Section: New Results

Future networks and architectures

Participants : Adlen Ksentini, Bruno Sericola, Yassine Hadjadj-Aoul, Jean-Michel Sanner, Hamza Ben Ammar.

SDN and NFV. Network Function Visualization (NFV) and Software Defined Network (SDN) currently play a key role to transform the network architecture from hardware-based to software-based.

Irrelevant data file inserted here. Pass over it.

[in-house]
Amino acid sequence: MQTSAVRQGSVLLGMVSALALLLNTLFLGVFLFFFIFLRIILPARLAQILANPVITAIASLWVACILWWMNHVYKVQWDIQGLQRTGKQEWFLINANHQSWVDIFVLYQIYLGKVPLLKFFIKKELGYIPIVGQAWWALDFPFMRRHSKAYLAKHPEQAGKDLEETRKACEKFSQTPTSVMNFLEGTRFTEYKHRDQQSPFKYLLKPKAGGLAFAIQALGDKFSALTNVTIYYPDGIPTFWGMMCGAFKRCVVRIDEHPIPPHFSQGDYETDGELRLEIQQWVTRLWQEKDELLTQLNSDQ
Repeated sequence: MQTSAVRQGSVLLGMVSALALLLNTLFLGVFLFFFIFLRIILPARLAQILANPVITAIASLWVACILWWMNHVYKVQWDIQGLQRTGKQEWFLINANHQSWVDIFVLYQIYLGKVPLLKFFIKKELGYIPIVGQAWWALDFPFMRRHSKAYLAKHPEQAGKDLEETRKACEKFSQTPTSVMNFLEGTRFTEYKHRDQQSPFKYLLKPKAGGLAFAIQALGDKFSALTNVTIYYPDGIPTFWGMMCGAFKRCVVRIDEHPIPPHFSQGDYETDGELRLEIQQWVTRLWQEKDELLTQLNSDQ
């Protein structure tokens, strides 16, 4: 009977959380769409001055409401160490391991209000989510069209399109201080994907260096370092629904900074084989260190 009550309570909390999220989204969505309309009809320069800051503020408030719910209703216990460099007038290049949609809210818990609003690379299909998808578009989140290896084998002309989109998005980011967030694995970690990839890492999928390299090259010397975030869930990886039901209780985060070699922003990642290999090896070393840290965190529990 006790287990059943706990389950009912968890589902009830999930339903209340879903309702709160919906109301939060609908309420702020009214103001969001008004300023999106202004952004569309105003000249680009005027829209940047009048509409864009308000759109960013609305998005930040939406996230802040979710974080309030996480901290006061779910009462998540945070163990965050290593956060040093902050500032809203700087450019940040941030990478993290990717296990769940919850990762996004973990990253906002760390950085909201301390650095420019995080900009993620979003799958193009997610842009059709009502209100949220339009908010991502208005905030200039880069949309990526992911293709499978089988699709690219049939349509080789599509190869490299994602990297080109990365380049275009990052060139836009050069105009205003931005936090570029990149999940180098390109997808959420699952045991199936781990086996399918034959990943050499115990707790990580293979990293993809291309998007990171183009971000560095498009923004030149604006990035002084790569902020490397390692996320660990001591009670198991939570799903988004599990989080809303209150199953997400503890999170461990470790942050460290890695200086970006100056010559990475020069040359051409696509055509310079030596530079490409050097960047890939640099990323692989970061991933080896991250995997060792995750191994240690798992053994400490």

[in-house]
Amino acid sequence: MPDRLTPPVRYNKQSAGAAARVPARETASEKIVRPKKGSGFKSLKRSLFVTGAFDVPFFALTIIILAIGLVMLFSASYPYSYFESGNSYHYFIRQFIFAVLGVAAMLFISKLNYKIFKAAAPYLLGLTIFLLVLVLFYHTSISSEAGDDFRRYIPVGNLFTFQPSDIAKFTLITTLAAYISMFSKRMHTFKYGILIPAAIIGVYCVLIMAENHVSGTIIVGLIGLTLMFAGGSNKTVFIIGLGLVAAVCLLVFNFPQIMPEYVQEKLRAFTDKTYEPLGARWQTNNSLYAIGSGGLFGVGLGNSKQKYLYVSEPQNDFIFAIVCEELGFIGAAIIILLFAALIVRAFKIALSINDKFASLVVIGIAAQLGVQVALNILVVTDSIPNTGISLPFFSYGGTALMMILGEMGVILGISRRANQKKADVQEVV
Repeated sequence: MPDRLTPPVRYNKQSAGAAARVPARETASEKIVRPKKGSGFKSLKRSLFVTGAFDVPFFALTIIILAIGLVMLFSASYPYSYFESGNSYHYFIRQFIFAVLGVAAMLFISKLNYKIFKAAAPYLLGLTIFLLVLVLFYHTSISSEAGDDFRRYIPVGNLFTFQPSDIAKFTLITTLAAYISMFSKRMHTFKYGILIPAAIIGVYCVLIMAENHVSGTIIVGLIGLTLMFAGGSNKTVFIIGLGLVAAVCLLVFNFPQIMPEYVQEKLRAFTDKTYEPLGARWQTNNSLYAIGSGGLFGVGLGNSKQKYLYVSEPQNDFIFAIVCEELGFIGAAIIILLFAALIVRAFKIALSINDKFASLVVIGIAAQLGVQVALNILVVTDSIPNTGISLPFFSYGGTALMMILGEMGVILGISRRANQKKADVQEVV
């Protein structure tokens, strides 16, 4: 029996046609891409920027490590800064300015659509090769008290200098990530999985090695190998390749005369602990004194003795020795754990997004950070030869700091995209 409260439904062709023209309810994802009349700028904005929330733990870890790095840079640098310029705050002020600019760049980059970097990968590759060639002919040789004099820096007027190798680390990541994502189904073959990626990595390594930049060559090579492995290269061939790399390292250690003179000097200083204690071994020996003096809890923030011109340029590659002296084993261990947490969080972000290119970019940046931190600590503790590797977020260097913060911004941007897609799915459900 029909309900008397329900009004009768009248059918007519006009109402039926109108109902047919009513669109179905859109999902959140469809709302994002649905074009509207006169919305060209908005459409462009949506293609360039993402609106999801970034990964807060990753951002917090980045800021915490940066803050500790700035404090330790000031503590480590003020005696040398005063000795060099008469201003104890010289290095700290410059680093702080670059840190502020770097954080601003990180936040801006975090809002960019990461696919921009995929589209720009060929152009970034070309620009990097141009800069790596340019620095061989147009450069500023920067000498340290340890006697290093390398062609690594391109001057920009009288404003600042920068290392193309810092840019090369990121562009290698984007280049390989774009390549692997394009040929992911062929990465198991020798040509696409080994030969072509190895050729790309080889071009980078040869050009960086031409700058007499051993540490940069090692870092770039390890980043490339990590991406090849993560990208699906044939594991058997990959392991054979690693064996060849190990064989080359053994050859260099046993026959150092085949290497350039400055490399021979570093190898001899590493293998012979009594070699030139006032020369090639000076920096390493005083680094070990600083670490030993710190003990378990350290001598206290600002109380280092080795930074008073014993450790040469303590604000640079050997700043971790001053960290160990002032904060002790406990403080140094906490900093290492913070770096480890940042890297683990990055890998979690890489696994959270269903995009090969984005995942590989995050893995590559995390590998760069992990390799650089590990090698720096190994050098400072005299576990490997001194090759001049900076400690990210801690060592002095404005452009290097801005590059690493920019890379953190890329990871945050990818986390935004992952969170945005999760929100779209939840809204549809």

SDN is in the process of revolutionizing the way of managing networks by providing a new way to support current and future services. However, by relocating the control functionality in a remote entity, the measurements' accuracy of the resources' utilization becomes more difficult, which complicates the decision making. Although there are previous works focusing on the problem of network management and measurement in SDN networks, only a few proposed solutions have taken into consideration the trade-off existing between statistics'€™ polling frequency (i.e. generated overhead), and the accuracy of monitoring results (i.e. optimized resources’ allocation). In [62], we proposed a new approach calculating accurately the bandwidth utilization while adapting the polling frequency according to ports/switches activity. The emulations' results under Mininet clearly demonstrate the effectiveness of the proposed solution, which proved to be scalable compared to classical approaches. The controllers'€™ placement is another important concern that emerged recently to solve the scalability and the reliability issues of SDN networks. The placement efficiency is influenced by both network operators (NO) strategy and the supported service requirements, which makes more complex the decision-making process. In particular, the need to support QoS-constrained services may lead NO to guide the controllers' placement in a way to ensure services efficiency while optimizing the underlying infrastructure. In [82] and [66], we proposed a model for the placement of network controllers, and we formulated a general optimization problem. To provide more flexibility and to avoid time-prohibitive calculations, we proposed a hierarchical clustering strategy for the controllers' placement allowing to minimize the number of network controllers while reducing the potential disparity of burden between the different controllers. Besides, the algorithms' structure makes it easy to act on other network parameters to improve the reliability of the SDN network. In [107], we proposed an improvement of such algorithms, by considering an evolutionary solution based on a genetic technique with an ad hoc cross-over operator designed to solve a mono-objective controller placement problem.